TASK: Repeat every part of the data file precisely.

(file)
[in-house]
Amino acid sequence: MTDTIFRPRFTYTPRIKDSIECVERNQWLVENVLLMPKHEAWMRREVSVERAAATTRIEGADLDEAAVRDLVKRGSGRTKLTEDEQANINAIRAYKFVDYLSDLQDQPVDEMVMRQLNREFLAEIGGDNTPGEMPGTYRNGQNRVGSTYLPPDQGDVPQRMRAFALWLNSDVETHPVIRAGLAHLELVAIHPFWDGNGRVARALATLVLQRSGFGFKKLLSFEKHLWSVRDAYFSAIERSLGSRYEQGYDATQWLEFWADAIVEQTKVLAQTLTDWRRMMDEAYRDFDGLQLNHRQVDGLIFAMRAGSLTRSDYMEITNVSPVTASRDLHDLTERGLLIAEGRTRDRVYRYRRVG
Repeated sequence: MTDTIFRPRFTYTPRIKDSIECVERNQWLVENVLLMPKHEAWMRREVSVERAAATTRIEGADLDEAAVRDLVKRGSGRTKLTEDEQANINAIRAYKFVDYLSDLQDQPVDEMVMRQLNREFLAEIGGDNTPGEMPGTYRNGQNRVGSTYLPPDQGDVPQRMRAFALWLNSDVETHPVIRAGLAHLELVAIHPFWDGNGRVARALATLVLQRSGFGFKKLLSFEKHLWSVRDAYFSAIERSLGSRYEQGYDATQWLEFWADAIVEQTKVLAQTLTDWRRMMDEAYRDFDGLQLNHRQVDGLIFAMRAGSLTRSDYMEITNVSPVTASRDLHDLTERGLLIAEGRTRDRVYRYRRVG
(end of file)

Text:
[in-house]
Amino acid sequence: MTDTIFRPRFTYTPRIKDSIECVERNQWLVENVLLMPKHEAWMRREVSVERAAATTRIEGADLDEAAVRDLVKRGSGRTKLTEDEQANINAIRAYKFVDYLSDLQDQPVDEMVMRQLNREFLAEIGGDNTPGEMPGTYRNGQNRVGSTYLPPDQGDVPQRMRAFALWLNSDVETHPVIRAGLAHLELVAIHPFWDGNGRVARALATLVLQRSGFGFKKLLSFEKHLWSVRDAYFSAIERSLGSRYEQGYDATQWLEFWADAIVEQTKVLAQTLTDWRRMMDEAYRDFDGLQLNHRQVDGLIFAMRAGSLTRSDYMEITNVSPVTASRDLHDLTERGLLIAEGRTRDRVYRYRRVG
Repeated sequence: MTDTIFRPRFTYTPRIKDSIECVERNQWLVENVLLMPKHEAWMRREVSVERAAATTRIEGADLDEAAVRDLVKRGSGRTKLTEDEQANINAIRAYKFVDYLSDLQDQPVDEMVMRQLNREFLAEIGGDNTPGEMPGTYRNGQNRVGSTYLPPDQGDVPQRMRAFALWLNSDVETHPVIRAGLAHLELVAIHPFWDGNGRVARALATLVLQRSGFGFKKLLSFEKHLWSVRDAYFSAIERSLGSRYEQGYDATQWLEFWADAIVEQTKVLAQTLTDWRRMMDEAYRDFDGLQLNHRQVDGLIFAMRAGSLTRSDYMEITNVSPVTASRDLHDLTERGLLIAEGRTRDRVYRYRRVG